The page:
A decade after its construction, Kalkin's hope is that the look of his dynamic home continues to stay fresh, "like a Ferrari from the '50s," he said. "It’s a little bit of a Frankensteinian thing."

"I think it’s pretty great, and I think it’s inspired a lot of people from what I hear," the architect said of his work. "I think it opens possibilities in any person that comes and sees it."

Copyright © 2016, ABC Radio. All rights reserved.



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ABC News(NEW YORK) -- Donald Trump’s campaign app may be putting “America First,” but experts say it's not necessarily prioritizing users’ privacy.

The Trump campaign’s smartphone offering seeks to collect and store the contents of users’ address books -- potentially vacuuming up large quantities of personal data about individuals who have never used the application and who may be unaware that it’s in the hands of the campaign.

The app, titled "America First," was quietly launched on Apple’s App Store and the Google Play store as a free download last week.

In a series of interviews with ABC News, several electronic privacy experts expressed concerns about the scope of the Trump campaign app’s data collection techniques, even though all of the methods appeared legal. The experts warned that users may be unwittingly handing over personal data about themselves and their contacts -- potentially exposing all involved to undesired campaign communications, or, at worst, a host of abuses in the event of a malicious data breach.

The Trump campaign did not immediately respond to ABC News' request for comment.

According to the app’s privacy policy -- a common legal document that outlines a software vendor’s intentions for using users’ data -- the campaign “may access, collect, and store personal information about other people that is available to us through your contact list and/or address book.”

The Hillary Clinton campaign launched its app in July. Both campaigns collect data on those who use their apps -- including information about a user’s phone, their mobile network provider, and other uniquely identifiable data, according to the privacy policies available on the apps.

However, Trump’s app goes a step further by collecting information about other individuals through app users’ contact books.

“Trump’s is asking to collect significantly more data, and not just data about you, but data about anyone who might be in your contact list,” Nicole Ozer, technology and civil liberties policy director at the ACLU of Northern California, told ABC News.

Marc Rotenberg, executive director of the Electronic Privacy Information Center, said that Trump is "basically saying he has the right to pull down the contact list of the donors and supporters [using the app], which is something that is really very controversial."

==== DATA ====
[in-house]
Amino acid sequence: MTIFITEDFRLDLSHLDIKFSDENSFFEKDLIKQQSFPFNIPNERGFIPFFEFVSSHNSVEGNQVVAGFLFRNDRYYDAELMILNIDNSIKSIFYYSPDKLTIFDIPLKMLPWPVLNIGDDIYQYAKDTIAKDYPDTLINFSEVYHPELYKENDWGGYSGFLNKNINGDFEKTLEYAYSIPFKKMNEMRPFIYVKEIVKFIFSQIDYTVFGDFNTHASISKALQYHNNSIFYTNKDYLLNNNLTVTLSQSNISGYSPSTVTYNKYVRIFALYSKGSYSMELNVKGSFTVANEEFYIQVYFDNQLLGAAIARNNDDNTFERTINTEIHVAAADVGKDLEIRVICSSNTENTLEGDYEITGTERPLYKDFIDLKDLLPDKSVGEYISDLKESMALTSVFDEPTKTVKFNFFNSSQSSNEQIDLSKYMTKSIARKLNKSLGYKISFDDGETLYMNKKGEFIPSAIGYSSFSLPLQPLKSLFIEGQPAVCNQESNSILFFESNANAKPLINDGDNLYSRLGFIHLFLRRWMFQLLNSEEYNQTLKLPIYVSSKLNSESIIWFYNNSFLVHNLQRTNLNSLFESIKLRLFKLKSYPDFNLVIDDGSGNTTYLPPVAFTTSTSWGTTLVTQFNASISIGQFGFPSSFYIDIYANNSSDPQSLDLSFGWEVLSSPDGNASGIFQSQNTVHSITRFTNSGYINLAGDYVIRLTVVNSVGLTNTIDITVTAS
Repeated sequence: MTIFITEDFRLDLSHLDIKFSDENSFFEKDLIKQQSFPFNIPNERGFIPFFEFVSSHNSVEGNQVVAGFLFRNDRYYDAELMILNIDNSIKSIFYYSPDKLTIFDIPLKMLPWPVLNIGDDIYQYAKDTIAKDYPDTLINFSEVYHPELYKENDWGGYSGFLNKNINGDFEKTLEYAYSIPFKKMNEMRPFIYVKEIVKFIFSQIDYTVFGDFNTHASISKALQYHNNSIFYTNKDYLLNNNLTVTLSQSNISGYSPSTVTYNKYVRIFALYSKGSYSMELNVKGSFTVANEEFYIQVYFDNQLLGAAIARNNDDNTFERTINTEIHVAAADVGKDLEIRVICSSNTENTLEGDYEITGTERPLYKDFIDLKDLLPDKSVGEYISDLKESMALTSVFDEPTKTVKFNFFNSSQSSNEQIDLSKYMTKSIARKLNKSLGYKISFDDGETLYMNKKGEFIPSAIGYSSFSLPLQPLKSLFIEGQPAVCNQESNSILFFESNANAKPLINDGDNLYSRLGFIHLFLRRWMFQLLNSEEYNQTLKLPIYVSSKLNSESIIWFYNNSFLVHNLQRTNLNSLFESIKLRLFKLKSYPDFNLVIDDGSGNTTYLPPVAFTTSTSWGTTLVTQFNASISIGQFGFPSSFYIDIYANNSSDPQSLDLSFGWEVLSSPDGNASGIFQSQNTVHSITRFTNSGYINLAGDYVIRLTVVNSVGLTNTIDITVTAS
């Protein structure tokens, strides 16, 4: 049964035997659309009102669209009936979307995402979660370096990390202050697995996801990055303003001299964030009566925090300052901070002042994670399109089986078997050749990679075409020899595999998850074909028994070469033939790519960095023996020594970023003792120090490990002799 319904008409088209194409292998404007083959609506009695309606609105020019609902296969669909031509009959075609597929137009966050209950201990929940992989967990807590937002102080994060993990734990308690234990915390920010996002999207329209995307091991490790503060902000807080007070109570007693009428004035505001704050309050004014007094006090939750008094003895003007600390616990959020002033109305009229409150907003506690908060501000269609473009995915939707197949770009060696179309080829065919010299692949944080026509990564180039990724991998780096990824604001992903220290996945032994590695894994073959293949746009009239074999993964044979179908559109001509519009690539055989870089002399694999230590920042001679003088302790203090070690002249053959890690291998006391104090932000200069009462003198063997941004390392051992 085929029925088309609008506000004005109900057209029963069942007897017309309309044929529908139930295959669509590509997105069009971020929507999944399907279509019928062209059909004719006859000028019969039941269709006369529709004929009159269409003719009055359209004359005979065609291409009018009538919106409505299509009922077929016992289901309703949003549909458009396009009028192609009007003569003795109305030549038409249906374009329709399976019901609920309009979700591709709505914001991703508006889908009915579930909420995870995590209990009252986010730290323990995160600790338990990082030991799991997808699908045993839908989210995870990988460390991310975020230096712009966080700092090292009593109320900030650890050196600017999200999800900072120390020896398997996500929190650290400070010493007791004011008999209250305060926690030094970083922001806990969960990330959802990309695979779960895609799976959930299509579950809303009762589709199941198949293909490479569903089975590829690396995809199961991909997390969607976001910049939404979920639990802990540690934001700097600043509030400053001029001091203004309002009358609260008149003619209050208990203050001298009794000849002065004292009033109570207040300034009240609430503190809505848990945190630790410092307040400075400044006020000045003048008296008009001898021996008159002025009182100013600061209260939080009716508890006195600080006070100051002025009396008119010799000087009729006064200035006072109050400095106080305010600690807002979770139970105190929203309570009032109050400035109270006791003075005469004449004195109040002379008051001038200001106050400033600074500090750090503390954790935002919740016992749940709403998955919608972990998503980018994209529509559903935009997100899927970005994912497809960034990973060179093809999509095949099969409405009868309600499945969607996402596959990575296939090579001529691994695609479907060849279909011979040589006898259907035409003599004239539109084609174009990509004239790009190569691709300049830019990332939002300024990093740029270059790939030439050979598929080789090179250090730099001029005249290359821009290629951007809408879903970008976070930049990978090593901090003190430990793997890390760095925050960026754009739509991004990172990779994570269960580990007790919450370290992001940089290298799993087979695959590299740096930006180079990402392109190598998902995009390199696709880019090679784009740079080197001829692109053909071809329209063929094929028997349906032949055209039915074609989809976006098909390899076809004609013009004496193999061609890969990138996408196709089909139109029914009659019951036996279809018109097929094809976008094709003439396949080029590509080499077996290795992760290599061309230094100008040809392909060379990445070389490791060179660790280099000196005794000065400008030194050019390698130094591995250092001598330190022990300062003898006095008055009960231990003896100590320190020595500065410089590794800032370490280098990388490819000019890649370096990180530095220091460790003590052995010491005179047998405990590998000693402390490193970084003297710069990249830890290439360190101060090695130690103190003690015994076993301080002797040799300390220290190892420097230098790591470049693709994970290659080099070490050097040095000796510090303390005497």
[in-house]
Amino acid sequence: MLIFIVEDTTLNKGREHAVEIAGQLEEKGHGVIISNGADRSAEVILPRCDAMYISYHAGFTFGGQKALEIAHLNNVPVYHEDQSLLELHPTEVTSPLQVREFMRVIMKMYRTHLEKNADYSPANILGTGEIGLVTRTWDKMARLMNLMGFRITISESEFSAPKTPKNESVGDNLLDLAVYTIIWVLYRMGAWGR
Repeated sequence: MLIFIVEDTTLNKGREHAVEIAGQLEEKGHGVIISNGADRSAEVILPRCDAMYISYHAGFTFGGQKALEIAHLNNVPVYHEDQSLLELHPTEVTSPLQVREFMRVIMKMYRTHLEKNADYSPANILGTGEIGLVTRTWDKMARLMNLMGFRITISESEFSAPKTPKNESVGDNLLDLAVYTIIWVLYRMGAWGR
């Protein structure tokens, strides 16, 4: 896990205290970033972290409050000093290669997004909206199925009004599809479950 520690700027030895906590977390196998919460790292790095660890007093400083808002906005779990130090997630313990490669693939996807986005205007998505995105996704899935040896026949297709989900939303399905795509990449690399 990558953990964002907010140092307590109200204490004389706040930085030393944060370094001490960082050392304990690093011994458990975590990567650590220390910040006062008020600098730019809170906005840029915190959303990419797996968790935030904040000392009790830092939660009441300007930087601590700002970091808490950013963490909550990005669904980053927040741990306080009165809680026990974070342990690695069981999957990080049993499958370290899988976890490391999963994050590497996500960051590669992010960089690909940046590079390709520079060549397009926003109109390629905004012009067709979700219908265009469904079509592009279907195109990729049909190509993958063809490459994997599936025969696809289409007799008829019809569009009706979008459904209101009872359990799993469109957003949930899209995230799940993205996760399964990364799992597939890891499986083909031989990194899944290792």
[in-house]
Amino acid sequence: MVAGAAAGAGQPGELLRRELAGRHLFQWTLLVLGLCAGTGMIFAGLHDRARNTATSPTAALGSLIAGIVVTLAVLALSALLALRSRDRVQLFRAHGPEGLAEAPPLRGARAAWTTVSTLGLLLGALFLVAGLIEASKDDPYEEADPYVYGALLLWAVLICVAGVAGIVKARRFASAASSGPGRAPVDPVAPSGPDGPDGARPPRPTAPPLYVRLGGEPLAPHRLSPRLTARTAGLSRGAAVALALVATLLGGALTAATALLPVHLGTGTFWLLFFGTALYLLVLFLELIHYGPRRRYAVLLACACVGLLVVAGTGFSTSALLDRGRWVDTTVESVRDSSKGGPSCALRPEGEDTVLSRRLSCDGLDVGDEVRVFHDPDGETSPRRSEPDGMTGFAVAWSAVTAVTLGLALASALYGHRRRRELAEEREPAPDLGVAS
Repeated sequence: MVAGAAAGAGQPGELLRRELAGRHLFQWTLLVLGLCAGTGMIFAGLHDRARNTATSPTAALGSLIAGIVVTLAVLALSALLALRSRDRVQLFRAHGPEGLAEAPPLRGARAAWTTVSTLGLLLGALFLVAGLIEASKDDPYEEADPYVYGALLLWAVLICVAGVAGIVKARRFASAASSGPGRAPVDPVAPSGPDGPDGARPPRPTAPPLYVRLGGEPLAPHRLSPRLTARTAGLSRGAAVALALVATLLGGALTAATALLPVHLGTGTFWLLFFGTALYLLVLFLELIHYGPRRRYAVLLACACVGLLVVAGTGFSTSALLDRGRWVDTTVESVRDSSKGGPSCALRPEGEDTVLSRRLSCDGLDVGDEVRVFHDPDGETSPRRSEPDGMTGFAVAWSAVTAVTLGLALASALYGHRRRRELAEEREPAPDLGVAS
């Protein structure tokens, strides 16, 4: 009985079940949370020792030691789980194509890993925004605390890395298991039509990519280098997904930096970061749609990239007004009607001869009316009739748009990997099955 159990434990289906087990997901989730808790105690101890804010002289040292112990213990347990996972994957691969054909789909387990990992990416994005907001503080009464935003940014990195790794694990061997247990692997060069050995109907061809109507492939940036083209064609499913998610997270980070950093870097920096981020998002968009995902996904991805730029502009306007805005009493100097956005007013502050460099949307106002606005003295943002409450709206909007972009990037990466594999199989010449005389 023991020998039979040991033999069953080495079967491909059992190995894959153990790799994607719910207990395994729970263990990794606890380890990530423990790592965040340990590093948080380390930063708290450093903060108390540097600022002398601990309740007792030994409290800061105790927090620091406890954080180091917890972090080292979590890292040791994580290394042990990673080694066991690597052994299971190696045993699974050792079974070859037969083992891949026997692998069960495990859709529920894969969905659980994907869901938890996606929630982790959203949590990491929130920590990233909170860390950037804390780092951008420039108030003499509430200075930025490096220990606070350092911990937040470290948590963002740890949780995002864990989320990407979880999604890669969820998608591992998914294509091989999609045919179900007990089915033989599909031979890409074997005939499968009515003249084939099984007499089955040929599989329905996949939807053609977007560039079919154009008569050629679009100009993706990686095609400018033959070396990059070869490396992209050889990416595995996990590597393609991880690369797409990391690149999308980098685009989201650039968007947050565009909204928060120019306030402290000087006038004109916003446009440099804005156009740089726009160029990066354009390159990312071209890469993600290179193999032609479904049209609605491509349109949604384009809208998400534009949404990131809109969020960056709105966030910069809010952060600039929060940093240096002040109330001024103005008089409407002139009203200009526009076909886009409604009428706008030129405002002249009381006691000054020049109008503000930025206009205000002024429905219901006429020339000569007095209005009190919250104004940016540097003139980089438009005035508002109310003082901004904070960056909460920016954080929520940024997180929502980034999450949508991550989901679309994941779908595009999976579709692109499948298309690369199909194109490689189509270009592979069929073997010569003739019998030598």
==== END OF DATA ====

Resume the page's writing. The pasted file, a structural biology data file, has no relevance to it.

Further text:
Craig Spiezle of the Online Trust Alliance agreed, saying the policy was “very problematic,” and “not one that privacy or consumer advocates would consider reasonable.”

Collecting data from app users is not unique to the Trump campaign. However, Rotenberg said that the scope of the Republican nominee’s collection “in particular is egregious."

Of particular concern is the personal nature of data contained in modern electronic address books, which is often shared with personal confidants under the assumption that it will be kept private or shared with only the utmost discretion.

Address books on mobile phones don’t just contain phone numbers and email addresses -- which themselves may be private or sensitive. In many cases, they can contain notes about health information, snippets of emails, codes for security systems or garage doors, shared passwords, or even Social Security numbers.

Many people using apps that collect contact data, such as the Trump app, may not realize the extent of the information that they’re handing over, experts said.

The crucial decision is made during the initial registration process when the app is first launched.

Users are presented with a screen featuring the campaign logo superimposed over a photo of Trump. Beneath it they are presented with multiple options for registering an account with the app.

Further down still, in small text at the bottom of the screen, is a link to the app’s privacy policy, which, when clicked, takes users to the legal document on the campaign’s website.

During the registration process, ABC News journalists testing the app were presented with a pop-up screen requesting access to their address book. They denied the request and the app functioned normally during brief usage.

However, experts noted that privacy policies go partially or fully unread, and users often rapidly and impatiently click through pop-ups asking for permission to access the data. Some may not even know what a privacy policy is or that one is available, the experts noted.

A Pew Research study from late 2014 found that less than half of Americans polled correctly identified what a privacy policy is.

So, in many cases, users are unaware of what they’re about to hand over, experts said.

Additionally, some apps are coded so that they will not function if they are not granted access to requested data. Trump’s app appeared to function even though access to the contacts was denied, however, this is not made clear before the prompt.